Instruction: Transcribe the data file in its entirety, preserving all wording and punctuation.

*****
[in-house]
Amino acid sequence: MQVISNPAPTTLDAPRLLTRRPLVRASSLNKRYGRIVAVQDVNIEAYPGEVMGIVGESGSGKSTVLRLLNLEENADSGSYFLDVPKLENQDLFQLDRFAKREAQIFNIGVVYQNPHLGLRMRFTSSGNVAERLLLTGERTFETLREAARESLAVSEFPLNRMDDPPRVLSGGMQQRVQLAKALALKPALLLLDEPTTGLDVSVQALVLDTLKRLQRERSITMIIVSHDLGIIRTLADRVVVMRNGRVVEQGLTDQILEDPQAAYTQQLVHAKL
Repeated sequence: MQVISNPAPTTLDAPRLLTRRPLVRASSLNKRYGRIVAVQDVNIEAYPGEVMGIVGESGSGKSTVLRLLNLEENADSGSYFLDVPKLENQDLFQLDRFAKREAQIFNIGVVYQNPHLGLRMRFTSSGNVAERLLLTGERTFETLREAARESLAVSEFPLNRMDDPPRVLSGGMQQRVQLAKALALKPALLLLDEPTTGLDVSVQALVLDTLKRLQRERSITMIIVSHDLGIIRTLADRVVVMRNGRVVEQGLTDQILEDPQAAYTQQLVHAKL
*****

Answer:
[in-house]
Amino acid sequence: MQVISNPAPTTLDAPRLLTRRPLVRASSLNKRYGRIVAVQDVNIEAYPGEVMGIVGESGSGKSTVLRLLNLEENADSGSYFLDVPKLENQDLFQLDRFAKREAQIFNIGVVYQNPHLGLRMRFTSSGNVAERLLLTGERTFETLREAARESLAVSEFPLNRMDDPPRVLSGGMQQRVQLAKALALKPALLLLDEPTTGLDVSVQALVLDTLKRLQRERSITMIIVSHDLGIIRTLADRVVVMRNGRVVEQGLTDQILEDPQAAYTQQLVHAKL
Repeated sequence: MQVISNPAPTTLDAPRLLTRRPLVRASSLNKRYGRIVAVQDVNIEAYPGEVMGIVGESGSGKSTVLRLLNLEENADSGSYFLDVPKLENQDLFQLDRFAKREAQIFNIGVVYQNPHLGLRMRFTSSGNVAERLLLTGERTFETLREAARESLAVSEFPLNRMDDPPRVLSGGMQQRVQLAKALALKPALLLLDEPTTGLDVSVQALVLDTLKRLQRERSITMIIVSHDLGIIRTLADRVVVMRNGRVVEQGLTDQILEDPQAAYTQQLVHAKL